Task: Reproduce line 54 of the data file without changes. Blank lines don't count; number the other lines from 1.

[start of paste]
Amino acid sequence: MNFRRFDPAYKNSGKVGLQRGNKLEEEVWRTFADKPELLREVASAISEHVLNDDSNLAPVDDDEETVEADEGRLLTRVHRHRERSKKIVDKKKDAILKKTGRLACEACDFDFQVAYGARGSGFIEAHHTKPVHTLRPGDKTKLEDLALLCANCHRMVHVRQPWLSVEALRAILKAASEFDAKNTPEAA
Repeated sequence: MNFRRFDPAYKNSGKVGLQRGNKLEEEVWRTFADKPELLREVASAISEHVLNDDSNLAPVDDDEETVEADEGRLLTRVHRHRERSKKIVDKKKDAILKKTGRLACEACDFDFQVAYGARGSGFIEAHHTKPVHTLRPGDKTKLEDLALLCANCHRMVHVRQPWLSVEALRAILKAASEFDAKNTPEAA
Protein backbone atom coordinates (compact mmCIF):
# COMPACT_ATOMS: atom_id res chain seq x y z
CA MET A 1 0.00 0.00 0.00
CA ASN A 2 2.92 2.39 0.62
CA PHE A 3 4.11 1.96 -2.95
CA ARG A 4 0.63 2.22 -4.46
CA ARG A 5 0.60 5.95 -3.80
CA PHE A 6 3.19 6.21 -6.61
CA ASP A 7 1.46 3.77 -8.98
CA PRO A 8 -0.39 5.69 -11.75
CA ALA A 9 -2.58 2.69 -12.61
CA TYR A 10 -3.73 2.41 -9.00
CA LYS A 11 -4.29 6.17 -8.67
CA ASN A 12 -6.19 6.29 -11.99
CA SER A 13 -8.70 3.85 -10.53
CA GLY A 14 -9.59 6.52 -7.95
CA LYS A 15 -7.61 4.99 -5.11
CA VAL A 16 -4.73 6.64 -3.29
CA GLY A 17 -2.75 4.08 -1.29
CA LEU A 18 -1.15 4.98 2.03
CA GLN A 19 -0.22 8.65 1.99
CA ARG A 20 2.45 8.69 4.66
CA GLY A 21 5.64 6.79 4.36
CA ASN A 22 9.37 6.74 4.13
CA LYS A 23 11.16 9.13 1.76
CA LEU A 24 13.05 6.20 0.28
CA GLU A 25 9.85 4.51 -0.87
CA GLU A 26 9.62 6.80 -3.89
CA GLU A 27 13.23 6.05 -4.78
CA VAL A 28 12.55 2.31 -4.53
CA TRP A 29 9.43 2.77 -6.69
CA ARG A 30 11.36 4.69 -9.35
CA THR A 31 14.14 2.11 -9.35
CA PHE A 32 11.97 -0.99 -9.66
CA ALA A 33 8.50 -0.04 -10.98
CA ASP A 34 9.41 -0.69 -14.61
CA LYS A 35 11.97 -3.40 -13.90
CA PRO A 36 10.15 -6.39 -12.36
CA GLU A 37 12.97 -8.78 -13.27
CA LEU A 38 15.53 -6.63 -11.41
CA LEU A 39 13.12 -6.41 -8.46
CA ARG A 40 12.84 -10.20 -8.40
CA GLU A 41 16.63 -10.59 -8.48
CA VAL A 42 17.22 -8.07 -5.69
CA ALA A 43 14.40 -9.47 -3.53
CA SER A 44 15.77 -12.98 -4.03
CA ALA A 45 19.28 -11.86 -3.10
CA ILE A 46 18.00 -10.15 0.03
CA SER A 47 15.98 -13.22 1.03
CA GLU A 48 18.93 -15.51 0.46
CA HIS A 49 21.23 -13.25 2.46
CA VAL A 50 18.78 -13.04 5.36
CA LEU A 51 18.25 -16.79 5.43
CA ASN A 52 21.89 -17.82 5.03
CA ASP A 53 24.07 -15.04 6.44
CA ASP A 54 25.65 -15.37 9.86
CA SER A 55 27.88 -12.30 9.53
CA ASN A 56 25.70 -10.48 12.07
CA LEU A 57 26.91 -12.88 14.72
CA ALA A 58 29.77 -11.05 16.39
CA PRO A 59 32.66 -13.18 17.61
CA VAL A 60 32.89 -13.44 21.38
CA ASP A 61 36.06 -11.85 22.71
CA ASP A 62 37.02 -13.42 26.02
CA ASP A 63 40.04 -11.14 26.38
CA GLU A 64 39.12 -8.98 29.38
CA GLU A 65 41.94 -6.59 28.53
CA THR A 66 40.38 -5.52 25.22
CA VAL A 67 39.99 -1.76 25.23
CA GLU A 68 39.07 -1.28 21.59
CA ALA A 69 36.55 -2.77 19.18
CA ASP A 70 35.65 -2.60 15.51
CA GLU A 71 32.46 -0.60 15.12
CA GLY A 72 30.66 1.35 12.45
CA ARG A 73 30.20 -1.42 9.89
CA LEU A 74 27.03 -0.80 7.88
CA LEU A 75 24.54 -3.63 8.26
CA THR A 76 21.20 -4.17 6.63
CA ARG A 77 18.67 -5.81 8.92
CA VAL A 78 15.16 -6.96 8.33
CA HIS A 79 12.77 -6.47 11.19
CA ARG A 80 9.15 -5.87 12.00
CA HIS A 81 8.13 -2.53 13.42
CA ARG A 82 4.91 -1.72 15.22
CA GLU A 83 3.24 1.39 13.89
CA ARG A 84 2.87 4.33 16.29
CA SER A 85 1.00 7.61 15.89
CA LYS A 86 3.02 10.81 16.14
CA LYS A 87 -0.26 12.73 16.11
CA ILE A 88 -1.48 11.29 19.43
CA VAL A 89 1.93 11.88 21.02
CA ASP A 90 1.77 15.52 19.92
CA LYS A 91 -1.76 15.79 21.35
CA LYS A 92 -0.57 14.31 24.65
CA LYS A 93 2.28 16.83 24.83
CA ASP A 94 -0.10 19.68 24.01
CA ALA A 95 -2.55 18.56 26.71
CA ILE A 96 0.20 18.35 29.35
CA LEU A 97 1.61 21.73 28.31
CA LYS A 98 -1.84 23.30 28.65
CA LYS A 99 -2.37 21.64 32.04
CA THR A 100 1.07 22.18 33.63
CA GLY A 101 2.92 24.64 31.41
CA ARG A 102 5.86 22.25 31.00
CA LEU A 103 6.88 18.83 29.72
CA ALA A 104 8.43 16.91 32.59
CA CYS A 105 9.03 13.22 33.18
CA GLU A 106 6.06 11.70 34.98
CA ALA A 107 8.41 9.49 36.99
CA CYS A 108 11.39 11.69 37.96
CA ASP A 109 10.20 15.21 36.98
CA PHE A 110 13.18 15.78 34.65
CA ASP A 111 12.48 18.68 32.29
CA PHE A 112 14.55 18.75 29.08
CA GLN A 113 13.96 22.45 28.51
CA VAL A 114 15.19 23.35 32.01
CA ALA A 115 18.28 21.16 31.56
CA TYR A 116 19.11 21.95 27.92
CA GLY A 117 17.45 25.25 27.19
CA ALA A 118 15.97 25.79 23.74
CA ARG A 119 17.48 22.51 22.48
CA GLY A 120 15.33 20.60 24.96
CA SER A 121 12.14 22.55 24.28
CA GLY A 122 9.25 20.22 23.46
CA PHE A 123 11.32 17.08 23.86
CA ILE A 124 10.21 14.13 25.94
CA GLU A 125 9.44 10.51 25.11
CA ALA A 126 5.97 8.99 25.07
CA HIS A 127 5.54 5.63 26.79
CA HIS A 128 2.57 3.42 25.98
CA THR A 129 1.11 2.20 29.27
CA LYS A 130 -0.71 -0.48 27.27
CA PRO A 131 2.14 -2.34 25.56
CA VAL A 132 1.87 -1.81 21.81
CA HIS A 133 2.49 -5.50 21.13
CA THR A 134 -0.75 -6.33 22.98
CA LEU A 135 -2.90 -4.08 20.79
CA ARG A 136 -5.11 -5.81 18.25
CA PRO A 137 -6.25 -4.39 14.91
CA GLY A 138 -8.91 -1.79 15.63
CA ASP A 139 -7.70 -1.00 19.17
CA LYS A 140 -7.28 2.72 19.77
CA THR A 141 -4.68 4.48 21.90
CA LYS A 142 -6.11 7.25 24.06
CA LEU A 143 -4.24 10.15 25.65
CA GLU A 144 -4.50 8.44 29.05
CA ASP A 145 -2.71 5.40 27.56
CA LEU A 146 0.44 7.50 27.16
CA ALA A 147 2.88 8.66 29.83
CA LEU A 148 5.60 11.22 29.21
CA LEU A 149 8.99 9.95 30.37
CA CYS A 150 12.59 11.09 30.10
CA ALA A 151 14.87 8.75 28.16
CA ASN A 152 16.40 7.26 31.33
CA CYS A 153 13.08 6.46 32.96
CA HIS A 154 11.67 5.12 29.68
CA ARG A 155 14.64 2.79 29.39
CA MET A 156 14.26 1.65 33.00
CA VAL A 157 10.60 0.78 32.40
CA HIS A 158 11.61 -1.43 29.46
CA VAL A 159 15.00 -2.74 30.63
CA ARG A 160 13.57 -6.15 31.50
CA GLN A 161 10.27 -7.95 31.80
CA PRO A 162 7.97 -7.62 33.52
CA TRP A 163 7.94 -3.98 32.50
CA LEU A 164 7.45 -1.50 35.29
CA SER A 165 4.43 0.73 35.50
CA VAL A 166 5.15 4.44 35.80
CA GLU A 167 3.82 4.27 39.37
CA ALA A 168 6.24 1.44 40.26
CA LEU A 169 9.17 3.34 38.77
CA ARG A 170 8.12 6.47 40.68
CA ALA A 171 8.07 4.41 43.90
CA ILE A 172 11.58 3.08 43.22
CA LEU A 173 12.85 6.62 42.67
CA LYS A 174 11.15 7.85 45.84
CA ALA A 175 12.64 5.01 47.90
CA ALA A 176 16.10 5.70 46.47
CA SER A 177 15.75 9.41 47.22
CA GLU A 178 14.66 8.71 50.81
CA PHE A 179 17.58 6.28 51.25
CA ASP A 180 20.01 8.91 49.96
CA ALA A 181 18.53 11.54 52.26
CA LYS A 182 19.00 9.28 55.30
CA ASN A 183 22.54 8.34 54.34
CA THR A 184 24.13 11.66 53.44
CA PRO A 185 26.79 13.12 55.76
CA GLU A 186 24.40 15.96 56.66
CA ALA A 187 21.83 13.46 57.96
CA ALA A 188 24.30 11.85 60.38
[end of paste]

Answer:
CA VAL A 50 18.78 -13.04 5.36